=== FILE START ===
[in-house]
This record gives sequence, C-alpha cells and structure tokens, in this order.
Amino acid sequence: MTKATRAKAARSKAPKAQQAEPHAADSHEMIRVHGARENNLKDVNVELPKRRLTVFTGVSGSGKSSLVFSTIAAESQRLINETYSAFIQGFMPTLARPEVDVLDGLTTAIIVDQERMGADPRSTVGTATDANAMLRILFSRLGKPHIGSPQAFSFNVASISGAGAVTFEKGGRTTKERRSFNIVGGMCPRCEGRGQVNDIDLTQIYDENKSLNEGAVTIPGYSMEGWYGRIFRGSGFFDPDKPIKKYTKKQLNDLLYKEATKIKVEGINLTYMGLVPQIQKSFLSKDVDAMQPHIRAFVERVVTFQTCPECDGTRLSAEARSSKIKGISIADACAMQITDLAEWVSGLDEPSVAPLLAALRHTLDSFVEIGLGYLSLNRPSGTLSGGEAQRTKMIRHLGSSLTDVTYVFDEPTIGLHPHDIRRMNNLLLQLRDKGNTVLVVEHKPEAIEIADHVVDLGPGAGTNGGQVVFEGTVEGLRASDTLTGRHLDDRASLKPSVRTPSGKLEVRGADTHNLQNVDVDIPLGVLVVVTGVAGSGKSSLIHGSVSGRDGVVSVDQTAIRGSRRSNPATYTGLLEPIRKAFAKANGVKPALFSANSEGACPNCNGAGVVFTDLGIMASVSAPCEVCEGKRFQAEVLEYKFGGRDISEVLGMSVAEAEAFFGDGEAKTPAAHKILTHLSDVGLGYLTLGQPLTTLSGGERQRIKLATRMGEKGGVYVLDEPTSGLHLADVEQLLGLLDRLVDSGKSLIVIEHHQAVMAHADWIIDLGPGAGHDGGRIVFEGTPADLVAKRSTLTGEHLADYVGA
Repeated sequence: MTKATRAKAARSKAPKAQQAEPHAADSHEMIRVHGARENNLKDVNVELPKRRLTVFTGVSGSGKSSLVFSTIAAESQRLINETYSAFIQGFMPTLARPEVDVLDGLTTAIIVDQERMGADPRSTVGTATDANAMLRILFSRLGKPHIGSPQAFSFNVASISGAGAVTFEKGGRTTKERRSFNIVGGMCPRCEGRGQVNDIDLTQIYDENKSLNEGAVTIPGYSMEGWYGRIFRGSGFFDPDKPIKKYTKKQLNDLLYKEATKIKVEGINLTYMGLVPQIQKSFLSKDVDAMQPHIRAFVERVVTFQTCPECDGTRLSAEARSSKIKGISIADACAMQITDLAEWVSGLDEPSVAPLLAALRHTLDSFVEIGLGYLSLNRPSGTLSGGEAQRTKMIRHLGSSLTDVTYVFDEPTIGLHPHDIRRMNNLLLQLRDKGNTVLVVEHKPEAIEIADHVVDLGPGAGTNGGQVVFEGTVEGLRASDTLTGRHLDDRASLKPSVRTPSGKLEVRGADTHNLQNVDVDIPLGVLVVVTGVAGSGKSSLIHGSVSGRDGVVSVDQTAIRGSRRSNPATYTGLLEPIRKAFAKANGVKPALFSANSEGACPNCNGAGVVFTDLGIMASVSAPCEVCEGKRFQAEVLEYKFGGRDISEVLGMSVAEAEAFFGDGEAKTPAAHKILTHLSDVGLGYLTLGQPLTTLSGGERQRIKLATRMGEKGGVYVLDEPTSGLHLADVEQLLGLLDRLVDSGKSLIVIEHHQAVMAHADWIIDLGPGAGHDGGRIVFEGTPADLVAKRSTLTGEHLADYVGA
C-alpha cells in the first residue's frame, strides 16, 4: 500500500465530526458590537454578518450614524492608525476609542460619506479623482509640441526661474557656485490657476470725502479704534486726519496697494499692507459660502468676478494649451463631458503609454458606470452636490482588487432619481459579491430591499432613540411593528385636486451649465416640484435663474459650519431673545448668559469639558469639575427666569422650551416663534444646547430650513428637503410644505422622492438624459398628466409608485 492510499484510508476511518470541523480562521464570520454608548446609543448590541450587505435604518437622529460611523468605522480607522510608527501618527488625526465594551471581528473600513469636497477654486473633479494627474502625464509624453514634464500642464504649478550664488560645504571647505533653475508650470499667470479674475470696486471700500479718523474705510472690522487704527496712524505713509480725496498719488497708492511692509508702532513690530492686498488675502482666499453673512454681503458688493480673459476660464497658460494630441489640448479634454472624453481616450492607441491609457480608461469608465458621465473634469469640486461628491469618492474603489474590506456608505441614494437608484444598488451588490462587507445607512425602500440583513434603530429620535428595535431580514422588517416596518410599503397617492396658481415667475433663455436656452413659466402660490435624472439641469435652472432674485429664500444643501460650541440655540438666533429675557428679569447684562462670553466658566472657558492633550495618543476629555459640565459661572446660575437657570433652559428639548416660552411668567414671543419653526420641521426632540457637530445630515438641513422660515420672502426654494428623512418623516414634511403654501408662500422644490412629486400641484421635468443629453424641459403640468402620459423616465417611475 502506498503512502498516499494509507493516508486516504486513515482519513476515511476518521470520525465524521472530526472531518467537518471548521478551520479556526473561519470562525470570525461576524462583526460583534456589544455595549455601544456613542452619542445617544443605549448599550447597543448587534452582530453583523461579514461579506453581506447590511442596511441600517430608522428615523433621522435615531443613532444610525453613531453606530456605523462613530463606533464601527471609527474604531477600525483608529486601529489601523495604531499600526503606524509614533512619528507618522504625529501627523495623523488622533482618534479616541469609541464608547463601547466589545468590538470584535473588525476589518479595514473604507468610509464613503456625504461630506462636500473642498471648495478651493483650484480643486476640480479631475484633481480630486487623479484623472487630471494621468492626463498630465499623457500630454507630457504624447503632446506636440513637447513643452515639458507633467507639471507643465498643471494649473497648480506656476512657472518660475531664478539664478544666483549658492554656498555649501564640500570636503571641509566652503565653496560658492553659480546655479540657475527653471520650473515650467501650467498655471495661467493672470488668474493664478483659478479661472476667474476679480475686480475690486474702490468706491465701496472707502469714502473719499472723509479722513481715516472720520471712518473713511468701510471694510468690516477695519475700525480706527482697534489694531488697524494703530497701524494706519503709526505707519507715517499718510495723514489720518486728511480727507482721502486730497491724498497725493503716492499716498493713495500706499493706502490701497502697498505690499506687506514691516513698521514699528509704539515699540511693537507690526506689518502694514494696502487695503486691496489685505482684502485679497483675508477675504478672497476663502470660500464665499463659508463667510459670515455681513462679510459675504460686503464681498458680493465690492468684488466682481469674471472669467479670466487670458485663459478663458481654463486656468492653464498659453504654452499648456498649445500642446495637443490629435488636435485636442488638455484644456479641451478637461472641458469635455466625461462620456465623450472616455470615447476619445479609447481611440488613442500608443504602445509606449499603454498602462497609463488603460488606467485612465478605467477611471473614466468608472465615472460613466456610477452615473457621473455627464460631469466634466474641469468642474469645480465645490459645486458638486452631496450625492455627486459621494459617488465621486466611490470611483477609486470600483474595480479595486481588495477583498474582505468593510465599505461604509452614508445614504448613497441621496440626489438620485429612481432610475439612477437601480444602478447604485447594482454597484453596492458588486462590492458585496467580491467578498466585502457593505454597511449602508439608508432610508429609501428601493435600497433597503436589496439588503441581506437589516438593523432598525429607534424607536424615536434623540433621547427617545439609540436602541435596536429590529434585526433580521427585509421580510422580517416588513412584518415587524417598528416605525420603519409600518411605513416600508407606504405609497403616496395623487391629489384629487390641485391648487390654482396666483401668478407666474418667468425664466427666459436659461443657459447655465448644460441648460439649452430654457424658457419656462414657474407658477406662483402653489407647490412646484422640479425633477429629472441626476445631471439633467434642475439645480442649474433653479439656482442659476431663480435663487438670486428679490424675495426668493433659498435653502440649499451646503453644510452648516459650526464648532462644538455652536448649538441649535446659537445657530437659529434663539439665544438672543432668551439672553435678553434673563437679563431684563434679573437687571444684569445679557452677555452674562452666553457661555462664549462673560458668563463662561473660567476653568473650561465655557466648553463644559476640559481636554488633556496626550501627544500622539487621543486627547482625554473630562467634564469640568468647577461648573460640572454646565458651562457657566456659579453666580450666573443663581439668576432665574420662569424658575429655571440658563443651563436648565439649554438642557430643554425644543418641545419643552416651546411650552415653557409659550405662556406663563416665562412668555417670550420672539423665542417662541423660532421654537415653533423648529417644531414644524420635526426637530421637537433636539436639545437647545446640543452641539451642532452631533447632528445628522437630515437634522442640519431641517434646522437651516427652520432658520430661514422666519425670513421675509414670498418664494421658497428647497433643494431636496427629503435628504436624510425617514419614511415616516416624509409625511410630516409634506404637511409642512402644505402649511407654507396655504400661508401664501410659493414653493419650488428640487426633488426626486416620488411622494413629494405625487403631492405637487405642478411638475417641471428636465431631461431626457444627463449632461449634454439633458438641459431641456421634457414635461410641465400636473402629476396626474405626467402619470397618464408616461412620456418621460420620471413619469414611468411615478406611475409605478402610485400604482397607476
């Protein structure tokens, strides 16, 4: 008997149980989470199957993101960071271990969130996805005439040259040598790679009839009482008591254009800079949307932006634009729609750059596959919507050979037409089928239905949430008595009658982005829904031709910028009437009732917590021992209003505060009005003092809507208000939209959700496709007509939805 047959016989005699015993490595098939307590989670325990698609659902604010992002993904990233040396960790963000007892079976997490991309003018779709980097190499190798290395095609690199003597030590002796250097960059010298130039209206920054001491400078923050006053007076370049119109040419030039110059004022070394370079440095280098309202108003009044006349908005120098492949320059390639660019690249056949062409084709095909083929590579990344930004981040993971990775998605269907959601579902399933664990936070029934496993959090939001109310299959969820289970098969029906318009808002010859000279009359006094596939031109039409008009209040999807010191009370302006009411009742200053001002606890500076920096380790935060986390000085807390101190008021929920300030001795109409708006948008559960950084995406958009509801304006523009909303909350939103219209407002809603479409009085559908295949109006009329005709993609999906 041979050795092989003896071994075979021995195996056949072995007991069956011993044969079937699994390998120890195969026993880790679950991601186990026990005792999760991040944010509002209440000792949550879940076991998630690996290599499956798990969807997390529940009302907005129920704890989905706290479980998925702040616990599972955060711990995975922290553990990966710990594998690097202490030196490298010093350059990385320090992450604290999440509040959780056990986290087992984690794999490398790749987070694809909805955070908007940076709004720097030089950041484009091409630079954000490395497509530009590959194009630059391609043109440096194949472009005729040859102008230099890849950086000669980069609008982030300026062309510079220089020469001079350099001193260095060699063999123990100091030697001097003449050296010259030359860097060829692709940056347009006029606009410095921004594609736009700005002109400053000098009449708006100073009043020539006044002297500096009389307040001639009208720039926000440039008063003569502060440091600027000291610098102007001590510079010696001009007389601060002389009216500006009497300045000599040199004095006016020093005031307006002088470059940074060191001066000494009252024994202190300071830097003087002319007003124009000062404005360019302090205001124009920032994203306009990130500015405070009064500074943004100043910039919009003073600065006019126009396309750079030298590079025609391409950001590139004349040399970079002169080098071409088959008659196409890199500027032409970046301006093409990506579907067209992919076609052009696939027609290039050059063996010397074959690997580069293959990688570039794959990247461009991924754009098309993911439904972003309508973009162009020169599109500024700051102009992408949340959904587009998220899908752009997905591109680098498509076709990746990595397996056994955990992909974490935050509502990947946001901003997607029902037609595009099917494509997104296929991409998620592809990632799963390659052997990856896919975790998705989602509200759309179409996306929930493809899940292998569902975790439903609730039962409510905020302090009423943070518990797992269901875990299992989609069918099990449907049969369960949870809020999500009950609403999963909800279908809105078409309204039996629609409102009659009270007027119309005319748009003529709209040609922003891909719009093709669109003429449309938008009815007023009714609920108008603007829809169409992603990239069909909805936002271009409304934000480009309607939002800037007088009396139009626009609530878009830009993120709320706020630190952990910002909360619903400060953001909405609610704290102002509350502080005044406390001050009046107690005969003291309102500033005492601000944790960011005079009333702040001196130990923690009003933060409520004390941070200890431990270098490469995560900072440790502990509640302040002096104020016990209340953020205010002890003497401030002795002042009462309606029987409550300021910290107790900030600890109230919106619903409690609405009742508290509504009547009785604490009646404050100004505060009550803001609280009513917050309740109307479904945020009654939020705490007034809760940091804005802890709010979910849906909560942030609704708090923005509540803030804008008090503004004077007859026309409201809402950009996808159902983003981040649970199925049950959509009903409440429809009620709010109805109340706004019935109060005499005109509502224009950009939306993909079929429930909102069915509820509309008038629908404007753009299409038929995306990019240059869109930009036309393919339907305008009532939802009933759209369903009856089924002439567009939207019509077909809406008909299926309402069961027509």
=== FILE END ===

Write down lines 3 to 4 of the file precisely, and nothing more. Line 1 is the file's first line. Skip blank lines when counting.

Amino acid sequence: MTKATRAKAARSKAPKAQQAEPHAADSHEMIRVHGARENNLKDVNVELPKRRLTVFTGVSGSGKSSLVFSTIAAESQRLINETYSAFIQGFMPTLARPEVDVLDGLTTAIIVDQERMGADPRSTVGTATDANAMLRILFSRLGKPHIGSPQAFSFNVASISGAGAVTFEKGGRTTKERRSFNIVGGMCPRCEGRGQVNDIDLTQIYDENKSLNEGAVTIPGYSMEGWYGRIFRGSGFFDPDKPIKKYTKKQLNDLLYKEATKIKVEGINLTYMGLVPQIQKSFLSKDVDAMQPHIRAFVERVVTFQTCPECDGTRLSAEARSSKIKGISIADACAMQITDLAEWVSGLDEPSVAPLLAALRHTLDSFVEIGLGYLSLNRPSGTLSGGEAQRTKMIRHLGSSLTDVTYVFDEPTIGLHPHDIRRMNNLLLQLRDKGNTVLVVEHKPEAIEIADHVVDLGPGAGTNGGQVVFEGTVEGLRASDTLTGRHLDDRASLKPSVRTPSGKLEVRGADTHNLQNVDVDIPLGVLVVVTGVAGSGKSSLIHGSVSGRDGVVSVDQTAIRGSRRSNPATYTGLLEPIRKAFAKANGVKPALFSANSEGACPNCNGAGVVFTDLGIMASVSAPCEVCEGKRFQAEVLEYKFGGRDISEVLGMSVAEAEAFFGDGEAKTPAAHKILTHLSDVGLGYLTLGQPLTTLSGGERQRIKLATRMGEKGGVYVLDEPTSGLHLADVEQLLGLLDRLVDSGKSLIVIEHHQAVMAHADWIIDLGPGAGHDGGRIVFEGTPADLVAKRSTLTGEHLADYVGA
Repeated sequence: MTKATRAKAARSKAPKAQQAEPHAADSHEMIRVHGARENNLKDVNVELPKRRLTVFTGVSGSGKSSLVFSTIAAESQRLINETYSAFIQGFMPTLARPEVDVLDGLTTAIIVDQERMGADPRSTVGTATDANAMLRILFSRLGKPHIGSPQAFSFNVASISGAGAVTFEKGGRTTKERRSFNIVGGMCPRCEGRGQVNDIDLTQIYDENKSLNEGAVTIPGYSMEGWYGRIFRGSGFFDPDKPIKKYTKKQLNDLLYKEATKIKVEGINLTYMGLVPQIQKSFLSKDVDAMQPHIRAFVERVVTFQTCPECDGTRLSAEARSSKIKGISIADACAMQITDLAEWVSGLDEPSVAPLLAALRHTLDSFVEIGLGYLSLNRPSGTLSGGEAQRTKMIRHLGSSLTDVTYVFDEPTIGLHPHDIRRMNNLLLQLRDKGNTVLVVEHKPEAIEIADHVVDLGPGAGTNGGQVVFEGTVEGLRASDTLTGRHLDDRASLKPSVRTPSGKLEVRGADTHNLQNVDVDIPLGVLVVVTGVAGSGKSSLIHGSVSGRDGVVSVDQTAIRGSRRSNPATYTGLLEPIRKAFAKANGVKPALFSANSEGACPNCNGAGVVFTDLGIMASVSAPCEVCEGKRFQAEVLEYKFGGRDISEVLGMSVAEAEAFFGDGEAKTPAAHKILTHLSDVGLGYLTLGQPLTTLSGGERQRIKLATRMGEKGGVYVLDEPTSGLHLADVEQLLGLLDRLVDSGKSLIVIEHHQAVMAHADWIIDLGPGAGHDGGRIVFEGTPADLVAKRSTLTGEHLADYVGA